It's the season for the whale migration here in Western Australia. This time of year, thousands of humpback and southern right whales in the southern hemisphere migrate south with their young to feed on the shrimp-like krill of the cold waters of Antarctica. The humpbacks, especially, tend to stay fairly close to shore, following the continental shelf. They seek out protected bays in order to more easily protect the calves and allow them a rest. As they pilot their way through the warm Indian Ocean waters, they seemingly enjoy themselves along the way with all sorts of acrobatic behavior. Hence the reason we've seen so many in our travels lately.
I was interested in learning a bit more about these majestic cetaceans (yup, they're in the order Cetacea which also includes dolphins and porpoises), so I did a little research that I'd like to share. First of all, there are two types of whales … baleen (~13 species) and toothed (~70 species). About 40 different species have been recorded in Australian waters. Among other distinct differences, baleen whales use a filtering system called baleen to ingest their food (humpbacks and right whales fall into this category) and they have two blowholes. Toothed whales? Well, they have teeth for starters ... and a single blowhole. Think Moby Dick. The Blue Whale, a baleen, is the largest mammal on earth and the Sperm Whale (like Moby) is the largest toothed whale.
Humpbacks usually begin their 7,800 mile (13,000km) swim from the Antarctic in May/June. They mate and give birth from June to November in Western Australia's northern tropical waters. They begin their southern journey to return to the Antarctic in August. Our timing is perfect though I've yet to be able to photograph one nearby. Humpback whales are generally curious creatures and will often approach and interact with boats. It's not uncommon, we're told, for whales to come up alongside the boat, or even swim beneath it. These events are sometimes called "whale muggings" because legally you're not supposed to move the boat until the whale moves away. A FB friend of mine got some wonderful pics and has allowed me to share one with you. (Photo credits and thanks to Jenn Payne)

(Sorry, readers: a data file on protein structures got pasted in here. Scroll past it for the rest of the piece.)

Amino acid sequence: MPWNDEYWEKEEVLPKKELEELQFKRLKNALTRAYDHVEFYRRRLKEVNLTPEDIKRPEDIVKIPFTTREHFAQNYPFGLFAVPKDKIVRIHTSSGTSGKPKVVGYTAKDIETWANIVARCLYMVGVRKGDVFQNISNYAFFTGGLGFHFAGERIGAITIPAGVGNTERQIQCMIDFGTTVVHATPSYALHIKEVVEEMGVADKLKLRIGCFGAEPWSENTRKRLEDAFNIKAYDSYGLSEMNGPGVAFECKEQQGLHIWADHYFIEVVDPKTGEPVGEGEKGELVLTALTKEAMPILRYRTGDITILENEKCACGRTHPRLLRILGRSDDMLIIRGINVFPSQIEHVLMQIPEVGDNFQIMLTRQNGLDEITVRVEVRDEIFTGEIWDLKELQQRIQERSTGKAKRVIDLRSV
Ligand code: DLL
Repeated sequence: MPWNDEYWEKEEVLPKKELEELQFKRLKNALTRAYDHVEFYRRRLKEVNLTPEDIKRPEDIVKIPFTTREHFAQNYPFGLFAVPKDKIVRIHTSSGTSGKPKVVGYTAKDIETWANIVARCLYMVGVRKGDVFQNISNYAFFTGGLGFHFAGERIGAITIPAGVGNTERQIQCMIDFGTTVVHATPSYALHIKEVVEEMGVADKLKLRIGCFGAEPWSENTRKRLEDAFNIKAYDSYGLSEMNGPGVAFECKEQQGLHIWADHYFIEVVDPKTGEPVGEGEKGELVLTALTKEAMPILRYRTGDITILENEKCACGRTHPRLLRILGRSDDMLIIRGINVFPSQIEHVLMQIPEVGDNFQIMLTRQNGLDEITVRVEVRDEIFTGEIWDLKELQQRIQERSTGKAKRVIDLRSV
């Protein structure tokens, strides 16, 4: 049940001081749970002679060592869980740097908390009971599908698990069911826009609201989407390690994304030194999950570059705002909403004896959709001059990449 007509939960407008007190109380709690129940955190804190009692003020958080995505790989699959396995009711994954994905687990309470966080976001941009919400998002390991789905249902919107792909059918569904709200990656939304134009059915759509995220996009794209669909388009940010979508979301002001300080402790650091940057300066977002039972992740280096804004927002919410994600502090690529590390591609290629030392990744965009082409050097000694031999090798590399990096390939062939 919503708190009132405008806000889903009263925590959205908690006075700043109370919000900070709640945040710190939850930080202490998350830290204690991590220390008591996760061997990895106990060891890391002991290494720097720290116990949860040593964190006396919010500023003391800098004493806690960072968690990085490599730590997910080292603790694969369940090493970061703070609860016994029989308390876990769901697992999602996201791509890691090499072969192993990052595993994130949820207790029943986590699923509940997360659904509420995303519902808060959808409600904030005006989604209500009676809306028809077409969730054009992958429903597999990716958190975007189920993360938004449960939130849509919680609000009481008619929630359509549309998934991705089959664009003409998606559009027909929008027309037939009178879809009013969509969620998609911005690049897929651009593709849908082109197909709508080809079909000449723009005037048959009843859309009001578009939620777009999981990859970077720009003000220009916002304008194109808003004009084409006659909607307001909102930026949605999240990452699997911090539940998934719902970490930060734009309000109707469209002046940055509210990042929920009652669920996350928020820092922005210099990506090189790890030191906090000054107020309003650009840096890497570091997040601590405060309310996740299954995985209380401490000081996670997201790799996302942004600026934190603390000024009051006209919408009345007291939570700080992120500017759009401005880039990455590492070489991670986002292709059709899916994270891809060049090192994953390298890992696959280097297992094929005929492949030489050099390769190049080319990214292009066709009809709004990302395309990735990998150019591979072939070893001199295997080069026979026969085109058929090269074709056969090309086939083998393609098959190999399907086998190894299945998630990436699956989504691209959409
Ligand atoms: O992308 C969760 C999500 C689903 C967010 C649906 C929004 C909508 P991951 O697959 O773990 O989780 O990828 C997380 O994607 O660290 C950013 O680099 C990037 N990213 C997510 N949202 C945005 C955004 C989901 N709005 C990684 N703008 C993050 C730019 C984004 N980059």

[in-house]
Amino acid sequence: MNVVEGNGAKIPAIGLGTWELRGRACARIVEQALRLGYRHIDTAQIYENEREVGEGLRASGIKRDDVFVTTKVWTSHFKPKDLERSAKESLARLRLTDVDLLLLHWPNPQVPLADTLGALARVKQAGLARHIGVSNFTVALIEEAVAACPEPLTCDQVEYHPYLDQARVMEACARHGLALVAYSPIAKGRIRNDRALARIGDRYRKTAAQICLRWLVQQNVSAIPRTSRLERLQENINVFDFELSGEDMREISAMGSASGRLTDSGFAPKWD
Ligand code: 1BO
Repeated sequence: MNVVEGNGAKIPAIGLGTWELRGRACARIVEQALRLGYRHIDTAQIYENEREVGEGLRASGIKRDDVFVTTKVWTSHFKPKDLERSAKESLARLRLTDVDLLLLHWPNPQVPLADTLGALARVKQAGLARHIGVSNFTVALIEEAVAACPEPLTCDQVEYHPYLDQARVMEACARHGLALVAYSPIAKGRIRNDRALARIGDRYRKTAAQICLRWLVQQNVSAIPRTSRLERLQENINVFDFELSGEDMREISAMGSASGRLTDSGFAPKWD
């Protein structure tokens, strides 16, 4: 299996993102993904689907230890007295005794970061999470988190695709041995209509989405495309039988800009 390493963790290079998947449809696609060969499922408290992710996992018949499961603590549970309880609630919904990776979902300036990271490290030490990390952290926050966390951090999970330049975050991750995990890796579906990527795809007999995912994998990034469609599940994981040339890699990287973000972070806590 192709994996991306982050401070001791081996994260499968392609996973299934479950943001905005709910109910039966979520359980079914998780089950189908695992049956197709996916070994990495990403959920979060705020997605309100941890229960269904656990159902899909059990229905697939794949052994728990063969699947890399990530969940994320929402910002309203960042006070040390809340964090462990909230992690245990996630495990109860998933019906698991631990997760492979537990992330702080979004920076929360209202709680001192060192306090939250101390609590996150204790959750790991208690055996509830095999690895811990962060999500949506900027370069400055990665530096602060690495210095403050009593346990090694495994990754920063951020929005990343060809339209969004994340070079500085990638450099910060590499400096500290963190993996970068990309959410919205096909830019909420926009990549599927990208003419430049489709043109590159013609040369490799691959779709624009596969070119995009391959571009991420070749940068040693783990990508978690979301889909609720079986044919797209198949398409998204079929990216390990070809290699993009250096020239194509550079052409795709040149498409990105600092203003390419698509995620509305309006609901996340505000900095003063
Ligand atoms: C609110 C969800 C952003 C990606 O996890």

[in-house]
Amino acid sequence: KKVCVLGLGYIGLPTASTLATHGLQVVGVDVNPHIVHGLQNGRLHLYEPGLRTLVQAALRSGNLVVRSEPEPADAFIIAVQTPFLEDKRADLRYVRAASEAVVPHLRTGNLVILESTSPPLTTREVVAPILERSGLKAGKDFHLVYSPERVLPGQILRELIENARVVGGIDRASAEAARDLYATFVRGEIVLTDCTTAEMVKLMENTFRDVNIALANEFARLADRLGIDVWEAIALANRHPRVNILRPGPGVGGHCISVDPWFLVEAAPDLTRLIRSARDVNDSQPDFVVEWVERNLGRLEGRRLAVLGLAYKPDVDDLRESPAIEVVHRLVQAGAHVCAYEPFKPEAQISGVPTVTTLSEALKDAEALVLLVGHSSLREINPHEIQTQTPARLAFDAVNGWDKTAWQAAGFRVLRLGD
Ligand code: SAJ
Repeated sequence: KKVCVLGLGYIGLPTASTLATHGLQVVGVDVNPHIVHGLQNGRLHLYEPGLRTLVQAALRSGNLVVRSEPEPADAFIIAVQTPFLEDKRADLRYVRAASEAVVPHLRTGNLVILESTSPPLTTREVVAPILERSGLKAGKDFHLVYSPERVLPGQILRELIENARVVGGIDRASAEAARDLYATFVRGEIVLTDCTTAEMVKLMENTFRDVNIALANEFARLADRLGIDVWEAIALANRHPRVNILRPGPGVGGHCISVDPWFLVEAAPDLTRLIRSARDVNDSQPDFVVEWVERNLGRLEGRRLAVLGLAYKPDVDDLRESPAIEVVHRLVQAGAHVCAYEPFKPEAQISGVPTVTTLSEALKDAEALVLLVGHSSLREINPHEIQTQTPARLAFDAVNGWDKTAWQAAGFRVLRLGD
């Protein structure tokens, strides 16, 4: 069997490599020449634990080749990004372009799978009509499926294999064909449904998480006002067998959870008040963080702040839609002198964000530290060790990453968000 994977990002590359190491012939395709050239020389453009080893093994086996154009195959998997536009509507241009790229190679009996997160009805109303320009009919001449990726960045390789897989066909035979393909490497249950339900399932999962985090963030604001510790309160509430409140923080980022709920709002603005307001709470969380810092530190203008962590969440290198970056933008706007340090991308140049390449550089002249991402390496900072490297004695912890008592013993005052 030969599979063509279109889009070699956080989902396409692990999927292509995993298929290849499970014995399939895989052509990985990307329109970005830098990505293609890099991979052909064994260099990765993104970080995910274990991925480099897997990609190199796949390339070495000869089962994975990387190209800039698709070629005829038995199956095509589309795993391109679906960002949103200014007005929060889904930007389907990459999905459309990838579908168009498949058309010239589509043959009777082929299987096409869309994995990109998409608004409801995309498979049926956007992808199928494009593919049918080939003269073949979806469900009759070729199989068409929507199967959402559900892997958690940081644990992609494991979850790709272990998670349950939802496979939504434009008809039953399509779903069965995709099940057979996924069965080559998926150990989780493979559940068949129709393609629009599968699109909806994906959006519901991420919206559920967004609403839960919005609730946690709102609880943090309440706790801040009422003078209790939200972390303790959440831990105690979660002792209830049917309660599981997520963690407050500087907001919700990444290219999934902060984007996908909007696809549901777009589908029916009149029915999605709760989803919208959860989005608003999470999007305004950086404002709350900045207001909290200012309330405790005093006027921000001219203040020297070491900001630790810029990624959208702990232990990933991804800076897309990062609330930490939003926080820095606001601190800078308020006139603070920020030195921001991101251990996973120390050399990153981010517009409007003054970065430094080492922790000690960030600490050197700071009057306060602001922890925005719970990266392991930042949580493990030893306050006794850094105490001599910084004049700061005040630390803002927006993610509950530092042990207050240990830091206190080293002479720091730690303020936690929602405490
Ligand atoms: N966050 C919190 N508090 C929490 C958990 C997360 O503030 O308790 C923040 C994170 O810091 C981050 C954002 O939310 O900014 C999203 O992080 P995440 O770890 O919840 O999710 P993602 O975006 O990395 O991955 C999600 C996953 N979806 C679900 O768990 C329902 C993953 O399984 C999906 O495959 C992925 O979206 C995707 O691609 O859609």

The whaling industry nearly depleted the whale population during its heyday. In the late 1930s, more than 50,000 whales were killed annually. In 1986, the International Whaling Commission banned commercial whaling, so that stocks might recover. Most notably, Japan, Norway and Iceland were opposed to the ban and have continued whaling. In general, however, the whale populations seem to be recovering at a rate of about 10% per year. In 2012, Western Australia's Environment Minister said there there were about 28,800 migrating humpbacks off the WA coast.
Though we've seen humpbacks, we don't think we've seen any Southern Right Whales yet. Southern Rights were always a favorite target of hunters because they are rather bulky and slow-moving and they don't sink when dead, thus producing huge quantities of oil and bone. Thus, they were considered the “right” whale to hunt.
I was most interested in whale behavior because it's so fascinating to watch these gargantuan creatures shoot out of the sea and sometimes nearly clear the surface when breaching...
or see them spyhop to get a good look around.
We've seen them do pectoral slaps (fins slaps) and, of course, tail slaps or lobtailing. They're amazingly acrobatic and graceful for their huge size.
Though I've used the internet extensively to do my research, our on-board reference continues to be Guide to Marine Mammals of the World by Randall Reeves et al. It's brilliant!
Lastly, I want to leave you with these hauntingly beautiful humpback whale songs.